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Children learn through play. As an occupational therapist who works with children and youth, I use games and toys almost every day to help develop important cognitive, visual perceptual, motor, sensory, social, play and leisure skills. While many different types of activities can be used in therapy, this blog focuses on off-the-shelf games and toys that are accessible to most. Whether you are a therapist, parent, teacher, or a game lover like me, I hope you discover something useful while you are here. Learn a different way to play a game you already own or discover a new game for your next family game night. Either way, just go play. It's good for you!

The OT Magazine named The Playful Otter one of the Top 5 Pediatric OT Blogs.


Thursday, December 15, 2016

Bill Ding


Work on visual discrimination, spatial relations, eye-hand coordination, visual closure, manual dexterity, using both hands together in a coordinated manner, fine motor precision, balancing, shoulder stability, executive functions, play and leisure exploration and participation, social participation and interaction

In the box: 15 wooden clowns, 2 wooden dowels, 6 rings, 1 instruction booklet

An oldie but goodie, Bill Ding is a game that is all about stacking clowns in a 3D structure from a 2D model. Your job is to stack the clowns carefully so that you don't topple the structure before it is completed. The clowns are solid wood and are 4 1/2" tall and 1 7/8" at the widest.  The enclosed booklet says there are 1,001 balancing stunts that can be done. They give you diagrams for 25, you and your imagination will need to come up with the remaining 976. The patterns in the book are black and white (see below). There is an example of one of these completed structures on the left. Each clown is designed exactly the same, and they each have tabs or grooves (indents) on the top of the head, on each shoulder, on each hand, and on each foot. This will help them stay connected to each other. Often you will need to place two clowns at once, one in each hand, to keep the structure balanced. Easier said than done. There are also two wooden dowels and six very lightweight plastic rings included to use with the 20 game suggestions in the booklet. Here are a few of the games they suggest:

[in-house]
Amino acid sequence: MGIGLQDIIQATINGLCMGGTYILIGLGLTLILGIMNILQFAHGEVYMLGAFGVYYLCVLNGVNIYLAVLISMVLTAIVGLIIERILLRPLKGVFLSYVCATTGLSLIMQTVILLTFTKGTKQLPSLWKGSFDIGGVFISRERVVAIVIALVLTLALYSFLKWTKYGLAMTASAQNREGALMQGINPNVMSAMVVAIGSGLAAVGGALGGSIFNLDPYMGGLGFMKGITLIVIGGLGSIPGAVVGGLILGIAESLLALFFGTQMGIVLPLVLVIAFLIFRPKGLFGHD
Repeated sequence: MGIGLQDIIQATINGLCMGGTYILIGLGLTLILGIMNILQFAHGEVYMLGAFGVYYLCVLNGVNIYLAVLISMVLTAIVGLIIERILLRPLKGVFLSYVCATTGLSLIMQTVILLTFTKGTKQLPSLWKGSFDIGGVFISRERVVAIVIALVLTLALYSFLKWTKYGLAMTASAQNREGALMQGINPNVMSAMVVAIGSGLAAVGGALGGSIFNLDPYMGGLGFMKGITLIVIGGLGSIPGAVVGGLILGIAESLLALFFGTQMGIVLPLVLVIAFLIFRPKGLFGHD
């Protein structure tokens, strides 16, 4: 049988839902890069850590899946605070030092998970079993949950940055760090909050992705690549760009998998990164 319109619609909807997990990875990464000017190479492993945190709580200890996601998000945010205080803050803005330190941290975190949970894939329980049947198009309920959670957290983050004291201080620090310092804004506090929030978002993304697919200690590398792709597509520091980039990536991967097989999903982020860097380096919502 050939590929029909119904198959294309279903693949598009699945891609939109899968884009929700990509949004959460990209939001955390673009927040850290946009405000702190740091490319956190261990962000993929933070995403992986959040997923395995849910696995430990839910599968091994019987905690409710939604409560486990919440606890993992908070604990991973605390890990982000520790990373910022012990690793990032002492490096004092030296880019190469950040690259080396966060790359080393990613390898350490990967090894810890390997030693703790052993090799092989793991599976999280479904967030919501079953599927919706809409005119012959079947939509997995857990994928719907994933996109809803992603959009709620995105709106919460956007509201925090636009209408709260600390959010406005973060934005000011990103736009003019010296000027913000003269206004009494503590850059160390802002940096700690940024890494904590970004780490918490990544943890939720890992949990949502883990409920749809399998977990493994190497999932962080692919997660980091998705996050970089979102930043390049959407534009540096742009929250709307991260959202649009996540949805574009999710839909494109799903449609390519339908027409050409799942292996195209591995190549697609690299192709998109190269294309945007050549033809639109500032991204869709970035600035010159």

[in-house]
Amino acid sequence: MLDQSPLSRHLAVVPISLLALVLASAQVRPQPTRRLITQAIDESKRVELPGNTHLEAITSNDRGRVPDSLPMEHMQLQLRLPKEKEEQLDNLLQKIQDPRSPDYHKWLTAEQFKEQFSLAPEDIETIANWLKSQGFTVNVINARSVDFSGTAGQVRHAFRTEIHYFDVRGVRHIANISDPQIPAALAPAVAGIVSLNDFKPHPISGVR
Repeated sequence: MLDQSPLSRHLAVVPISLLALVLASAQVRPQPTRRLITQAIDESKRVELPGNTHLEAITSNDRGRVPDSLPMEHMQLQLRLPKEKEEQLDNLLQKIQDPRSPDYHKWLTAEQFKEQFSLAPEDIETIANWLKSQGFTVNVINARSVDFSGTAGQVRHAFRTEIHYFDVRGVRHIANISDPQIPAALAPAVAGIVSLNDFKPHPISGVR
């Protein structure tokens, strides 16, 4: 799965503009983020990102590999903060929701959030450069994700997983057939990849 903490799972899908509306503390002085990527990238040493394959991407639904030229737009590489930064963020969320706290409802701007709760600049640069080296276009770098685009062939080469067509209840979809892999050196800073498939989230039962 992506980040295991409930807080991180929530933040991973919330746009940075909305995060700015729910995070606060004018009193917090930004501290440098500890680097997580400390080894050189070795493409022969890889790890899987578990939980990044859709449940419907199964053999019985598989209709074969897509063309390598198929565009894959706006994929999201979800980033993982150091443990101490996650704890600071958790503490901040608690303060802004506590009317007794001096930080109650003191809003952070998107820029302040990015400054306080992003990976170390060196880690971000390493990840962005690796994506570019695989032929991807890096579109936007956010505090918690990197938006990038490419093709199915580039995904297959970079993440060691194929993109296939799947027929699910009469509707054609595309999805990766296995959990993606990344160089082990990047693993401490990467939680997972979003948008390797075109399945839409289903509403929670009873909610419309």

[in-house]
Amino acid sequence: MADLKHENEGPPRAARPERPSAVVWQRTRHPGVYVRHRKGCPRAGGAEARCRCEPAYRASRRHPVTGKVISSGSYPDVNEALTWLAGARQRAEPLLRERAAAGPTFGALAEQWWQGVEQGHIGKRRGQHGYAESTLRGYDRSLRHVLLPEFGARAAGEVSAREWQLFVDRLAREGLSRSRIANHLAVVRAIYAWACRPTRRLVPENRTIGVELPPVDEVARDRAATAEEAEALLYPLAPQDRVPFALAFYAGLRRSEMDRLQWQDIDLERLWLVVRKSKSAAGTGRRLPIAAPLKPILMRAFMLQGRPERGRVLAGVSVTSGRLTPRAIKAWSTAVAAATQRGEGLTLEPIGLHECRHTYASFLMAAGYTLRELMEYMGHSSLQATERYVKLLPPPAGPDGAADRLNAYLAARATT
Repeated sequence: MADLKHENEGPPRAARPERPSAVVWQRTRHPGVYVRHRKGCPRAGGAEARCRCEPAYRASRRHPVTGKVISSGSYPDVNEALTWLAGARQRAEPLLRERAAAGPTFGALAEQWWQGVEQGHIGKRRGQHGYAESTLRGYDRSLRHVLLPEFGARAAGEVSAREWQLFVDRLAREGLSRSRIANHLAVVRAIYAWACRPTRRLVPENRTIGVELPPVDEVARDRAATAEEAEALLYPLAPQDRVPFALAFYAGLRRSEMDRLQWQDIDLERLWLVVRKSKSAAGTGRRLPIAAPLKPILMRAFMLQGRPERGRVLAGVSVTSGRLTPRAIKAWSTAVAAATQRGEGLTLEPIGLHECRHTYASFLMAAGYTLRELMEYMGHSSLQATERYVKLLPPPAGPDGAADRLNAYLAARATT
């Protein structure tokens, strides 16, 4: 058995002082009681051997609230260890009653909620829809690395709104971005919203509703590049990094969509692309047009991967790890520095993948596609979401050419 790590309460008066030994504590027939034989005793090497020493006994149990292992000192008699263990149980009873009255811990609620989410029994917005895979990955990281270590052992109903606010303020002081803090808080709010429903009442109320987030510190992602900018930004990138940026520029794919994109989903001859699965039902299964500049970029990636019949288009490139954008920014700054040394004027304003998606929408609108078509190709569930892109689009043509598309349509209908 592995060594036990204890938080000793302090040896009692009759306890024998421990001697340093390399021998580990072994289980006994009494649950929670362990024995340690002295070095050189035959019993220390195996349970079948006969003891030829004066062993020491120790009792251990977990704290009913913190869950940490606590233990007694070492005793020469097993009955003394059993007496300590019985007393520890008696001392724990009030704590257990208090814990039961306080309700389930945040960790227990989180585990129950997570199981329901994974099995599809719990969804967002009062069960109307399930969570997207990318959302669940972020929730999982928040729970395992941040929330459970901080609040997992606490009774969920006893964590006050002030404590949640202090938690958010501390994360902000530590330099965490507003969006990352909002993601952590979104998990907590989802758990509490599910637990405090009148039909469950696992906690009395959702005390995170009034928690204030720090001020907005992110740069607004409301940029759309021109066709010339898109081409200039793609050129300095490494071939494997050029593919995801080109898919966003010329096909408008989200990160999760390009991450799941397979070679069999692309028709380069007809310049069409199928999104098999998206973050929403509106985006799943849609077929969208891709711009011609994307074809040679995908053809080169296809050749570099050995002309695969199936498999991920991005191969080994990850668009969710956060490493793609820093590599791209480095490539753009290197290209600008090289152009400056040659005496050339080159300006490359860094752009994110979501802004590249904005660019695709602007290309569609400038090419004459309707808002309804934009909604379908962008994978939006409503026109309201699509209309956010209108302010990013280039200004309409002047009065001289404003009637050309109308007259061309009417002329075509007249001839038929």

• Ring Ding - Line up the clowns in a 10-pin formation (bowling). Scoot back several feet and throw the rings, aiming to ring the clowns.
  • Marble Tunnel - Line up 7 clowns, one directly behind the other, making a tunnel between their legs. Shoot a marble and try to ass it all the way through.
  • Hi Man - See who can stack the most clowns in three tries.
  • Three High Race - Stack three clowns (standing on the shoulders of the clown below). Try and carry the stack to a line and back without dropping.
  • Chop Sticks - Stack three clowns. use the dowels (at pencils), one under each under a hand of the top clown and remove it from the stack. Pick up the next clown likewise and stack it on top of the first clown. Move the last clown to the top of the new stack.

Try this:
  • Examine and play with the clowns before playing a game. Feel the weight, see how they hook together and then practice stacking a few.
  • Copy the puzzle page and color in the clowns to build by color.
  • Assign one person to be the builder and one to look at the diagram and give directions. Do they end up with the correct structure?
  • Build with the individual. You place one clown as they watch, then they place a clown in that position on their structure. Only 15 clowns, so only models up to 7 pieces can be used.
If you are interested in purchasing this game or just want more information, click on the image below.

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